For day hikes, I go for a cotton, long-sleeve, collared dress shirt - typically one I have retired from office wear. Or $4 at Goodwill. It keeps the sun off and you know how "Cotton doesn't keep you warm when wet"? - that's a good thing in the desert. I much prefer to apply water to my shirt, bandana and hat from water sources or even from my water bottle than to sweat out the same water. My clothes aren't so salty, I didn't have to treat so much water, and especially if I'm crossing streams, it's quick and easy.
On overnight trips, I still might bring that cotton shirt, but I'd change out of it as the sun sets and go towards synthetic layers and/or a puffy to keep warm. I've got a loose fitting, LS, collared nylon shirt that feels good (air blown into the fibers?) and not clammy. Ex Officio, I think.
A baseball-style cap and a cotton bandana is one of the most compact, lightweight hat options but it doesn't allow as much breeze around your face and neck as a broad-brimmed hat. I'm Celtic and I just accept that I need to wear stupid-looking hats. I haven't tried them on a hike, but I note that Mexican gardeners and my geologist co-workers in SoCal wear those huge straw hats that shade you all around. $6 at the garden store. Get one with or add a chin strap string for the wind.
I've liked using my Chrome Dome silvered umbrella. It feels about 15F cooler under it. I use it more at high elevation where the UV is more intense, but portable shade is great in the low desert, too. I can position it hands-free through a backpack sternum strap and an epaulet on my shirt's shoulder. Don't forget that you can position it on a thinly-leafed desert shrub to create solid shade underneath during a nap or lunch. Your tarp or rainfly can do that as well, but only when you're stopped.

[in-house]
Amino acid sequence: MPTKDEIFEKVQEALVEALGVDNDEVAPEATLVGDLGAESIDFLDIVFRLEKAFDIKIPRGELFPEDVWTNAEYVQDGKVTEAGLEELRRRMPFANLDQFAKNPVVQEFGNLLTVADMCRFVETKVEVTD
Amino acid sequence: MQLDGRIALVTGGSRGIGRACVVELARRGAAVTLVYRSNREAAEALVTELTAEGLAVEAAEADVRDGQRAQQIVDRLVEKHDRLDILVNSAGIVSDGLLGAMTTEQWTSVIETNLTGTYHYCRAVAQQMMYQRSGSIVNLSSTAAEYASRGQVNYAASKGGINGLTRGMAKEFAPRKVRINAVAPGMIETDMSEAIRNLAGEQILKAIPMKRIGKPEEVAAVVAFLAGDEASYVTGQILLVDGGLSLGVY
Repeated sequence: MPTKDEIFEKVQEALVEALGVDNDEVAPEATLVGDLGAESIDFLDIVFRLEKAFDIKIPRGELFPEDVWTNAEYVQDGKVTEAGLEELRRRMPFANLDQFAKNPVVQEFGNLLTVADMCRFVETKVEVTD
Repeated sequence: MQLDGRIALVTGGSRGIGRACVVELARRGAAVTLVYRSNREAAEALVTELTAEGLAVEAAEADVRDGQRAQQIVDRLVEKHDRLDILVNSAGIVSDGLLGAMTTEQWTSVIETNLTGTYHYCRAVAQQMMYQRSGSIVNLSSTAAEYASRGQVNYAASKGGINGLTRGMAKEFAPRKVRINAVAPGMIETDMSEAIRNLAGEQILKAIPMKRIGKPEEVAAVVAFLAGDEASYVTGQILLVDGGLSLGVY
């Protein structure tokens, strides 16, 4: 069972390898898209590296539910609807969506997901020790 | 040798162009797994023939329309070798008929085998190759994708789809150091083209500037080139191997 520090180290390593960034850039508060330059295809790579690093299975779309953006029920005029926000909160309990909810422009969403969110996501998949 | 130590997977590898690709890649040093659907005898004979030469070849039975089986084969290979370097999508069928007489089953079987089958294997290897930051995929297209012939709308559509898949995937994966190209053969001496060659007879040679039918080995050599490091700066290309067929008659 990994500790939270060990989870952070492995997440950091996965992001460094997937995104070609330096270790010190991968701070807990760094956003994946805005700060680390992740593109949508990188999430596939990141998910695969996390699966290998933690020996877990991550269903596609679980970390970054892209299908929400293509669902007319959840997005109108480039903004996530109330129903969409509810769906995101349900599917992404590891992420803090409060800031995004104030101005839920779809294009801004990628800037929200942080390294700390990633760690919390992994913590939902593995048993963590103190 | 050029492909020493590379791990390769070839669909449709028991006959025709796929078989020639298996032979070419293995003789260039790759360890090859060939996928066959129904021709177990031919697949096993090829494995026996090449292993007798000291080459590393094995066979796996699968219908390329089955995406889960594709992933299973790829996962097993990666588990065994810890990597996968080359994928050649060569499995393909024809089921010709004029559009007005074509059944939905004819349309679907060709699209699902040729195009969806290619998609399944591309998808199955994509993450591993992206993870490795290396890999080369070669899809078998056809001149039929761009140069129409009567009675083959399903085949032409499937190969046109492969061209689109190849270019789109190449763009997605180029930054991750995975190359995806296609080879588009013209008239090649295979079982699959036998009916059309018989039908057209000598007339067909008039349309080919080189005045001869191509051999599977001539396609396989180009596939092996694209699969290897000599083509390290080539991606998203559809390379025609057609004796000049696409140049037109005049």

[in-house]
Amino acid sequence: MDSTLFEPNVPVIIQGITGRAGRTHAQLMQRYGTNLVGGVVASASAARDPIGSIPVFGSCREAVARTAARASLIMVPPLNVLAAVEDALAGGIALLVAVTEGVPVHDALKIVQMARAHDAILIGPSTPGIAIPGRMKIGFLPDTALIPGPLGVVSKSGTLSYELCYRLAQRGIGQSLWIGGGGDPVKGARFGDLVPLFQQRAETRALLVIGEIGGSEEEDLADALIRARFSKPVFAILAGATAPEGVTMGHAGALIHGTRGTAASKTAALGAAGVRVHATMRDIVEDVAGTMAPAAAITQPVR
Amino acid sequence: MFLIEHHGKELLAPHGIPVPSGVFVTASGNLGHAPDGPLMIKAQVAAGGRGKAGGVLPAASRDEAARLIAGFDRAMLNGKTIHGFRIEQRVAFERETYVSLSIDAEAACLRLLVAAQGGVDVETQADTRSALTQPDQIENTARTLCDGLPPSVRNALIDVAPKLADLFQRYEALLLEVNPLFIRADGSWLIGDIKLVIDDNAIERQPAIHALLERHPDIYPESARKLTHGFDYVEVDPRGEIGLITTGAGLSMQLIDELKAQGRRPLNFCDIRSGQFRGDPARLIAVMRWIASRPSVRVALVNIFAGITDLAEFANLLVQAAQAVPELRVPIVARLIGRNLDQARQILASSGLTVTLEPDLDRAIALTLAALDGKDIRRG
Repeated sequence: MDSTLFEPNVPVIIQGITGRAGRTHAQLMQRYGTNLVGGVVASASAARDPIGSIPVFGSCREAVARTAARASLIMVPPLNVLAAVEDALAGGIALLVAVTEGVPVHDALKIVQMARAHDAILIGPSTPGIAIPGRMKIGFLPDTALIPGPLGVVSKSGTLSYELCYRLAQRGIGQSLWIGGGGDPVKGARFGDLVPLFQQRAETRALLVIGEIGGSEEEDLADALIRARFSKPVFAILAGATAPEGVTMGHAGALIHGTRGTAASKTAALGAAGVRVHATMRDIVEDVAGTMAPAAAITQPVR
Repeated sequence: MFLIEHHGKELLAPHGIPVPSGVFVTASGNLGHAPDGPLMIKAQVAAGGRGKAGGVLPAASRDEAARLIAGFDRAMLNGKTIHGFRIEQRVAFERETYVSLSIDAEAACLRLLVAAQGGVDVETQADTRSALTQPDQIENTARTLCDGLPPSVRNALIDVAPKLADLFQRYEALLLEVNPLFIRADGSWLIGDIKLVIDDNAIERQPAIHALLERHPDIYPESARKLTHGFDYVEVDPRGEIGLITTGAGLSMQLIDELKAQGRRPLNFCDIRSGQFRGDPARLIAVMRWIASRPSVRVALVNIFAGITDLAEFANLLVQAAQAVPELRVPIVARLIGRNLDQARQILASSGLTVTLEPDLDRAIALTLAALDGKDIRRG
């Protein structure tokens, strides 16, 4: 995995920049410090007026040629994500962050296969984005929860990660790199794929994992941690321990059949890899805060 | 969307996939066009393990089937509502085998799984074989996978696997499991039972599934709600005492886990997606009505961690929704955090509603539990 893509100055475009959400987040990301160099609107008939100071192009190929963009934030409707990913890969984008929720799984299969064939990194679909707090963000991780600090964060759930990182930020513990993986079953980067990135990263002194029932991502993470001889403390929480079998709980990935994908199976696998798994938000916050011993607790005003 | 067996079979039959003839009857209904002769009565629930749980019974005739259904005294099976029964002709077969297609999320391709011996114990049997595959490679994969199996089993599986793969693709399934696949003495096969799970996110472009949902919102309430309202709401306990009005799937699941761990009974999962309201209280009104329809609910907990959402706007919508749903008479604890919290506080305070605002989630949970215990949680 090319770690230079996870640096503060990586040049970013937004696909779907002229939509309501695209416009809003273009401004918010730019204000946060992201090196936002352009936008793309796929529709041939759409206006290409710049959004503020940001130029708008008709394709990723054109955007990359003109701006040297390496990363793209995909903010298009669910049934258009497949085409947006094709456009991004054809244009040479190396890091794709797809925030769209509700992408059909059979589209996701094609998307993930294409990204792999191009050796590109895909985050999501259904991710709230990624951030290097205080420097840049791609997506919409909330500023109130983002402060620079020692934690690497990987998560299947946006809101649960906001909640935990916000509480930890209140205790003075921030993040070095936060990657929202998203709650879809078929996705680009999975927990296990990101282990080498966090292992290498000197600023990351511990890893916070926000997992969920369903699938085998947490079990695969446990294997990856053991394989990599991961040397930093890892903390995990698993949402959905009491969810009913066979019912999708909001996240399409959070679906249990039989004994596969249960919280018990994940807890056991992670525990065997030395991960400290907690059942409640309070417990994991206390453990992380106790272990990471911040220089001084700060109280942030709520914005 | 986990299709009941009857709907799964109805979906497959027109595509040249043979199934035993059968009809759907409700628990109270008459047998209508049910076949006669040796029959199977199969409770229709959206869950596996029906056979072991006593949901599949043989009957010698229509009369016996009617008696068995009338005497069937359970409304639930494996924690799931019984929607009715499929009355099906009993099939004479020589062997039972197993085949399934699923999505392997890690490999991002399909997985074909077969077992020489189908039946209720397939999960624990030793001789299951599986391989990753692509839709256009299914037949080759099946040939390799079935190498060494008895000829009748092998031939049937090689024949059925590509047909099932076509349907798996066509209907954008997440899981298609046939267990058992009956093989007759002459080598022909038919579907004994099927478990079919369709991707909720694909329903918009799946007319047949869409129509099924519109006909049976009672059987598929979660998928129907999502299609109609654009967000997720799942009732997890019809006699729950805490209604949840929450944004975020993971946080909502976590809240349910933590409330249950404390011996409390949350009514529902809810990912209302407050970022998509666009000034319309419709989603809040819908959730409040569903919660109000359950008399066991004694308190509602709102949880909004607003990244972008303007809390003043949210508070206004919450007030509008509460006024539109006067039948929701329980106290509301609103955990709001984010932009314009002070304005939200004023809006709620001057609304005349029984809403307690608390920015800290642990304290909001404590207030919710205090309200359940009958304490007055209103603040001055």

START SLOW if you're not from a hot climate. Your body will take 1-3 days to adjust to sweating so much more. I've been hurting on a few trips to New England in the humid summer or the tropic when escaping an Alaskan winter. If I do 2 days of low-intensity or town-based activities without spending all my time in air conditioned cars and buildings, I do better once I hit the trail. Coming from the NE, I'd say expose yourself to the heat of the day at home prior to your trip. You may find the "dry heat" easy in the comparison.